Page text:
Marshall Sahlins was born on December 27, 1930 in Chicago, Illinois. He graduated from the University of Michigan (M.A. 1952), and Columbia University (Ph.D. 1954).
Sahlins began his career at Columbia University, where he was a lecturer in anthropology from 1955 to 1957. In 1957, he moved to University of Michigan as assistant professor, and became professor of anthropology (1957-1974). In 1974, Sahlins joined the faculty at University of Chicago as professor of anthropology. He became Charles F. Grey Distinguished Service Professor in 1983.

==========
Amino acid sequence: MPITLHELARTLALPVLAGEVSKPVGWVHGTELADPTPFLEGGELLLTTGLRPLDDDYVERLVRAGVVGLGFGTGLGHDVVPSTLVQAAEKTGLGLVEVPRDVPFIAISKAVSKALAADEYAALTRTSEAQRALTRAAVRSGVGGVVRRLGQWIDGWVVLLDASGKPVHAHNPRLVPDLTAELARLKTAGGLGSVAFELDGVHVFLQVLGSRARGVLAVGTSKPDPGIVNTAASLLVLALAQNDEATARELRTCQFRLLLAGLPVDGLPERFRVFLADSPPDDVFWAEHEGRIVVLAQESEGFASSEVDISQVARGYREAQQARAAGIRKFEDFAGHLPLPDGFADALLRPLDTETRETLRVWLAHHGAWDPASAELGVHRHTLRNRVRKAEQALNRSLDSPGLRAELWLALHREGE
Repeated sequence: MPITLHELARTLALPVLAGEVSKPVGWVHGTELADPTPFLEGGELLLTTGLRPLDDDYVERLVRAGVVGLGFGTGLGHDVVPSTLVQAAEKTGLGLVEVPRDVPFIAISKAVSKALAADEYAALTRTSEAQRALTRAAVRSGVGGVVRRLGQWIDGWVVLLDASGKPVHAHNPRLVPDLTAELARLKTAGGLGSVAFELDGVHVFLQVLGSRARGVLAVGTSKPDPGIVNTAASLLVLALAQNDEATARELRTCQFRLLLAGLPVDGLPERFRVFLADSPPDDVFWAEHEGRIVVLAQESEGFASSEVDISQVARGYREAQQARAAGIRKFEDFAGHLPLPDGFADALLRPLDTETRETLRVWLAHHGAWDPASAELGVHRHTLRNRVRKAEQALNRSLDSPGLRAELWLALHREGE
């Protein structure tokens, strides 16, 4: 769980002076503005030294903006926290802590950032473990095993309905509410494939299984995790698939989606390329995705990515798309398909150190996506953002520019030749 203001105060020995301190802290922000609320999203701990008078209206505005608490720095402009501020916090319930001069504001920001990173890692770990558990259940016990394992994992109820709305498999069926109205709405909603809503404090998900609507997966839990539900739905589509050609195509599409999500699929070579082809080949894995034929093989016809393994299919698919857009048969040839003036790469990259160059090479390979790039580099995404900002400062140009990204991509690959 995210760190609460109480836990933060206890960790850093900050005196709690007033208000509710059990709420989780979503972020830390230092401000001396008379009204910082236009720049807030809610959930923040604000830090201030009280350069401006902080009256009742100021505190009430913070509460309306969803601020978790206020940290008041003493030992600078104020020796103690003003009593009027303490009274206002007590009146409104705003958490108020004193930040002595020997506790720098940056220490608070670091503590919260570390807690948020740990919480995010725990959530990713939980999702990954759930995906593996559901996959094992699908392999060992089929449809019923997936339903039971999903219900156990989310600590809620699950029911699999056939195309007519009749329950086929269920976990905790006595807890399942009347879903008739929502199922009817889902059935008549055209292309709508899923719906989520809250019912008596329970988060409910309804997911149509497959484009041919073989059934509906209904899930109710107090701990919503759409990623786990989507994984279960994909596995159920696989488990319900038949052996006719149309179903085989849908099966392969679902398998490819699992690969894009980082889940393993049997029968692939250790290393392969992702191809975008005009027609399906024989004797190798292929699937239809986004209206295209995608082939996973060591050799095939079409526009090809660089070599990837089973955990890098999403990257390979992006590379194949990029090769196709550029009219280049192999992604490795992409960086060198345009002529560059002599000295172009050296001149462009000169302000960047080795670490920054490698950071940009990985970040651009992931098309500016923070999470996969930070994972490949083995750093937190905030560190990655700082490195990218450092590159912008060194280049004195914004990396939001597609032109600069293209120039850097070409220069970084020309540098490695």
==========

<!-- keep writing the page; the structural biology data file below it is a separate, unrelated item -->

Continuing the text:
Among Sahlins' many published works are: Social Stratification in Polynesia: A Study of Adaptive Variations in Culture (1958), Moala: Culture and Nature on a Fijian Island (1962), Stone Age Economics (1972), Culture and Practical Reason (1976), The Use and Abuse of Biology: An Anthropological Critique of Sociobiology (1976), Islands of History (1985), How Natives Think: About Captain Cook for Example (1995), and Culture in Practice: Selected Essays (2000).
Marshall Sahlins is currently Charles F. Grey Distinguished Service Professor Emeritus of Anthropology and of Social Sciences at the University of Chicago.
From the guide to the Sahlins, Marshall. Papers, n.d., (Special Collections Research Center University of Chicago Library 1100 East 57th Street Chicago, Illinois 60637 U.S.A.)